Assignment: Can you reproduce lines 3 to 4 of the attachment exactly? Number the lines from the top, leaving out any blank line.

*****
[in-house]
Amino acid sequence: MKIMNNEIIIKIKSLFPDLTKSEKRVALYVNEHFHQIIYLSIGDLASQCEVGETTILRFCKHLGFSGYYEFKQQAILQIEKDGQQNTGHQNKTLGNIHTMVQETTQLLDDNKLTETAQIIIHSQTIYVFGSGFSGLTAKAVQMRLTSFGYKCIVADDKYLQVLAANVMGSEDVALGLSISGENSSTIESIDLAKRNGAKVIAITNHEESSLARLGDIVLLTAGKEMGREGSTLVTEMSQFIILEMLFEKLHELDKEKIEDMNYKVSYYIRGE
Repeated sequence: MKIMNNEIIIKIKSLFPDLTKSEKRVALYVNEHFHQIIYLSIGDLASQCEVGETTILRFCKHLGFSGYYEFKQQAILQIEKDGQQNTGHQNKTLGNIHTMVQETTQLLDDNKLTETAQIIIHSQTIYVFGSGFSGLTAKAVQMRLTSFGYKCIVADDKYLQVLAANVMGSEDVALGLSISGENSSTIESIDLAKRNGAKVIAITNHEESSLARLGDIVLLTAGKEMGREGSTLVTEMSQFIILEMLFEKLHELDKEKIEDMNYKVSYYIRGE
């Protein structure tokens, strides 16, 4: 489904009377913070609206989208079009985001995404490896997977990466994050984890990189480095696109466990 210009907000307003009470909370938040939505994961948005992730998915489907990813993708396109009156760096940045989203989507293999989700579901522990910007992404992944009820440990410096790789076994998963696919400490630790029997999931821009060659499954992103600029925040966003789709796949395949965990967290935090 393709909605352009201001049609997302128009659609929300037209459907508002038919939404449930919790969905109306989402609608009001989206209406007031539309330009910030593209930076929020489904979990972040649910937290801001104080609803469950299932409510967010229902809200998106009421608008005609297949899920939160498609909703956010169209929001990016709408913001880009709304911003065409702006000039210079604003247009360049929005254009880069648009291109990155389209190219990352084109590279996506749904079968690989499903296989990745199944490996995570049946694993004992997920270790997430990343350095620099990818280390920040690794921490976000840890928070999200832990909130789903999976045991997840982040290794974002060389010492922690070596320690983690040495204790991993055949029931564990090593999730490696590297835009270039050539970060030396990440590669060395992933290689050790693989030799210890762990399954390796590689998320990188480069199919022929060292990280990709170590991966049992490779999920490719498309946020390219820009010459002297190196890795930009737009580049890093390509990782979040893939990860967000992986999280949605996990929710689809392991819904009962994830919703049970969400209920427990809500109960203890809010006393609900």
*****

Repeated sequence: MKIMNNEIIIKIKSLFPDLTKSEKRVALYVNEHFHQIIYLSIGDLASQCEVGETTILRFCKHLGFSGYYEFKQQAILQIEKDGQQNTGHQNKTLGNIHTMVQETTQLLDDNKLTETAQIIIHSQTIYVFGSGFSGLTAKAVQMRLTSFGYKCIVADDKYLQVLAANVMGSEDVALGLSISGENSSTIESIDLAKRNGAKVIAITNHEESSLARLGDIVLLTAGKEMGREGSTLVTEMSQFIILEMLFEKLHELDKEKIEDMNYKVSYYIRGE
């Protein structure tokens, strides 16, 4: 489904009377913070609206989208079009985001995404490896997977990466994050984890990189480095696109466990 210009907000307003009470909370938040939505994961948005992730998915489907990813993708396109009156760096940045989203989507293999989700579901522990910007992404992944009820440990410096790789076994998963696919400490630790029997999931821009060659499954992103600029925040966003789709796949395949965990967290935090 393709909605352009201001049609997302128009659609929300037209459907508002038919939404449930919790969905109306989402609608009001989206209406007031539309330009910030593209930076929020489904979990972040649910937290801001104080609803469950299932409510967010229902809200998106009421608008005609297949899920939160498609909703956010169209929001990016709408913001880009709304911003065409702006000039210079604003247009360049929005254009880069648009291109990155389209190219990352084109590279996506749904079968690989499903296989990745199944490996995570049946694993004992997920270790997430990343350095620099990818280390920040690794921490976000840890928070999200832990909130789903999976045991997840982040290794974002060389010492922690070596320690983690040495204790991993055949029931564990090593999730490696590297835009270039050539970060030396990440590669060395992933290689050790693989030799210890762990399954390796590689998320990188480069199919022929060292990280990709170590991966049992490779999920490719498309946020390219820009010459002297190196890795930009737009580049890093390509990782979040893939990860967000992986999280949605996990929710689809392991819904009962994830919703049970969400209920427990809500109960203890809010006393609900």